SOUTH BEND — Drue Tranquill is the old guy in the Notre Dame locker room.
He just turned 23.
But the Notre Dame linebacker just celebrated a honeymoon and returns to campus for his fifth season, so …
“It’s funny turning 23 and looking around to see guys I’m playing with 17, 18 years old,” he said at Notre Dame media day last week. “I’m married, so I feel a little bit old. But wise in other ways.”
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It’s Tranquill’s wisdom and perspective that might make the biggest difference for the Irish this season. That’s not to discount the on-field production the Fort Wayne product provides — the rover-turned-linebacker was third on the Irish defense with 74 tackles last year — but it might come secondary to what he brings in the training room, locker room, cafeteria and wherever else his teammates might need him.
Tranquill’s kind of wisdom only comes with experience, both on and off the field. On the field, he’s overcome injuries (he tore an ACL during his freshman and sophomore seasons) to be one of the defense’s strongest weapons. Off the field … well, he just got married. As he says, “that puts me in a new league.”
“A lot of young guys have a bad practice and everything is right here,” Tranquill said. “They don’t have perspective. Marriage is something that really opens your eyes and makes you see what truly is important in life.”
The grad student could have left for the NFL draft. But after a 41-8 loss to Miami last November, he said “there was something uneasy in my heart.”
“I felt … I owed it to this team to finish what we started,” Tranquill said at Notre Dame’s ECHOES banquet in December. “Nothing’s guaranteed. We have a lot of work ahead of us, but I’m excited.”
So what does defensive coordinator Clark Lea expect out of Tranquill this season?
“Everything,” Lea said.
“He’s a consistent worker. He’s the model for what a football player is,” Lea continued. “He lifts hard, runs hard, plays hard, cares a great deal about who we are … I want that consistency in mental approach — never too high, never too low.
“As I’m in the box, he’s down there on the sideline keeping us focused on the next play.”
Lea calls the linebackers group — his position group last season — “the spear for us on defense.” So it stands to reason that one of the team’s most critical pieces at that position will carry over.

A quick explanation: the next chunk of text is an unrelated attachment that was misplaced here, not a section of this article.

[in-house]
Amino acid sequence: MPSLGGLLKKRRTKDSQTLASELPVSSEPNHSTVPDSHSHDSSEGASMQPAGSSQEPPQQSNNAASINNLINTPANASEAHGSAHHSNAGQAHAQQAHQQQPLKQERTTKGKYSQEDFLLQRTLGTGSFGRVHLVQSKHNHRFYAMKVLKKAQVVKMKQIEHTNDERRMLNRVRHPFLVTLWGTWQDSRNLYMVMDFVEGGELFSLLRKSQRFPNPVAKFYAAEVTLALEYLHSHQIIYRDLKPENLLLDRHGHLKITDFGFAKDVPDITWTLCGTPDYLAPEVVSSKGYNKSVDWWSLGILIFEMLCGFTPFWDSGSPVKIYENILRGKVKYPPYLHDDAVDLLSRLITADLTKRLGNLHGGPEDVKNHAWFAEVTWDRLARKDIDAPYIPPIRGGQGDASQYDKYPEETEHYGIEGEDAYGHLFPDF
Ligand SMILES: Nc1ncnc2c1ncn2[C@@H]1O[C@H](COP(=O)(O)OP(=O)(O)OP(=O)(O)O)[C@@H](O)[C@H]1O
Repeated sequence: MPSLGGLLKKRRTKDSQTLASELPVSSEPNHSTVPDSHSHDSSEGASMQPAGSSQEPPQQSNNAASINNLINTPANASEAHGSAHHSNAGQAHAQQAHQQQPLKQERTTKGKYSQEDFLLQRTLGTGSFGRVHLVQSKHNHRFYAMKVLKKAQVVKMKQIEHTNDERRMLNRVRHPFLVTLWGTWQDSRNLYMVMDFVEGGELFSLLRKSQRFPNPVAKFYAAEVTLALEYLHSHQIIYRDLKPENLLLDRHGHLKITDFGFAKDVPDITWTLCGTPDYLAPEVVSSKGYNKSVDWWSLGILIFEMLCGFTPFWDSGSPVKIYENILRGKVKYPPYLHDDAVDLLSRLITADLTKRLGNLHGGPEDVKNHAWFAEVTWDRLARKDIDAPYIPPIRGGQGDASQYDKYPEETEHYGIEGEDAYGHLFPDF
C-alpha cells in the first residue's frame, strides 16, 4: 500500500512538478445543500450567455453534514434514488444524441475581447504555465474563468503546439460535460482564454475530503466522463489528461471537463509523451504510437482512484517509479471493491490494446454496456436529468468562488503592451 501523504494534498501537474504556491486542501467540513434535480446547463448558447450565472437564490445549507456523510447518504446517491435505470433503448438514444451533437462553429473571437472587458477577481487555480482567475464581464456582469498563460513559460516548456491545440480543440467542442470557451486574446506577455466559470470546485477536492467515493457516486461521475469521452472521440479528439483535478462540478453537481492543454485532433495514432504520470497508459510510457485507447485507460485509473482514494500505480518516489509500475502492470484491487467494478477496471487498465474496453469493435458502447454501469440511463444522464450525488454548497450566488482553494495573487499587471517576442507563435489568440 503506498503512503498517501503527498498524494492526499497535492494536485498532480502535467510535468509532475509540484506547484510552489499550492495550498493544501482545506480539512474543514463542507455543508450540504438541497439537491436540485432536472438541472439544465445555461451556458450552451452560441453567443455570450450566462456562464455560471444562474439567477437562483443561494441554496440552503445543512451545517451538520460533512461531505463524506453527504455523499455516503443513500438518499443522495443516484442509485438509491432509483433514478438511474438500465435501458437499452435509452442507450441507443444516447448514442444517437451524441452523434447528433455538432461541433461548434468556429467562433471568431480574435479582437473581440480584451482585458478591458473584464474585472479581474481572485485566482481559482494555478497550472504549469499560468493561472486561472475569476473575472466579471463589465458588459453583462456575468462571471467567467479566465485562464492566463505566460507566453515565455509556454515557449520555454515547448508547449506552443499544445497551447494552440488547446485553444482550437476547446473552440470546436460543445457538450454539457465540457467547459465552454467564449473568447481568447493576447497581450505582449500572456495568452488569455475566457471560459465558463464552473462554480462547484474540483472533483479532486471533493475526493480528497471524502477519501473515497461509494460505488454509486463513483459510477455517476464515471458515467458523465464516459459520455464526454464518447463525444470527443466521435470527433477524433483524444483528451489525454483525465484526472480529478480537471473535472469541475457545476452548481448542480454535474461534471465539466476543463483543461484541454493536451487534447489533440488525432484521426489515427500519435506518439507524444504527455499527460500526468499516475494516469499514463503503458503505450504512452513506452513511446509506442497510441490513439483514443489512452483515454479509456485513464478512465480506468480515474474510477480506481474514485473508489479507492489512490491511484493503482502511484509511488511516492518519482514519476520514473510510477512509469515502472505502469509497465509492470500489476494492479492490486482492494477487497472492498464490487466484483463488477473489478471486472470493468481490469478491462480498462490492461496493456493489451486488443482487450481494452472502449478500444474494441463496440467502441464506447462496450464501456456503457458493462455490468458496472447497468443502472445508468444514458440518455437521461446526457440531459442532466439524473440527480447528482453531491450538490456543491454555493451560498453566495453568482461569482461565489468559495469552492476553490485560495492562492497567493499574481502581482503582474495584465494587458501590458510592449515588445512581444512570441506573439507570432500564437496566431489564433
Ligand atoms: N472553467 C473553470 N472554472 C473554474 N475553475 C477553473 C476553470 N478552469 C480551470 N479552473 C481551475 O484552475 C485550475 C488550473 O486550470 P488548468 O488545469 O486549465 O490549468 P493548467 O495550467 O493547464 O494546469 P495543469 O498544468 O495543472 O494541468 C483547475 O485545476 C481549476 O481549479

“They all know who Drue is,” Lea said of Tranquill’s teammates. “You want to equip him with the perspective to be that voice and know that he’s going to be heard.”
That kind of influence doesn’t come overnight. But as Tranquill enters his fifth year on campus, it’s safe to say he’s earned it. And it isn’t confined to the football field.
Take senior Asmar Bilal. Last season, what began as a relationship between two teammates that played the same position slowly grew into a bond that went beyond the field. Soon, the two were eating meals and spending time together. Bilal would bring Tranquill new books or articles to read.
Just last month, Bilal was a groomsman in Tranquill’s wedding.
“Anything that’s going on in his life I know about, anything that’s going on in my life he knows about,” Tranquill said of the Ben Davis graduate. “I love to hang out, have fun (with him). It’s a relationship that develops on the football end, but he’s someone I’ve grown to spend a lot more time with.”
Those relationships Tranquill builds — and the qualities he has — get noticed by his teammates.
“He presents himself in all aspects of our program from a leadership standpoint, both on and off the field” Notre Dame head coach Brian Kelly said. “And because he does it right all the time, we’ve got a lot of guys following him.”
As for what Tranquill does on the field this season, it will be a bit of a transition to linebacker. He’ll be a lot closer to the action, so his instincts will need to kick in.
“Find the ball and get the ball down,” he said. “That’s kind of what I did at Carroll (High School). It’s fun to be closer to the ball and more in the action, but it’s a learning process too.”
But Kelly expects the move to be seamless.
“His instincts were really good for a box player,” he said. “Sometimes they’re not quite as easily seen. In other words, he doesn’t feel the ball, the ball carrier, and where his fits are, he just naturally had a nice nose for it right away, and he’s progressed in pass coverage and all the little pieces of that position.”
Fellow linebacker Te’von Coney expects that he and Tranquill will make a formidable duo.
“To have someone who knows the defense just as well as you makes it a little bit easier for you. I think a lot of great things are going to happen,” he said. “You can tell he’s been around and has played a lot of football. That makes guys like myself and others very comfortable. We listen to what he has to say, coaching points he brings up. He might see things younger guys don’t see.”
On the field or off it, Tranquill’s presence will be felt by Notre Dame this season. And the biggest dividends might start in the simplest ways.
“My mom always told me, ‘If you want people to care about what you have to say, they first have to know you care,’” Tranquill said. “If you want to earn respect from anyone, it starts with a relationship.”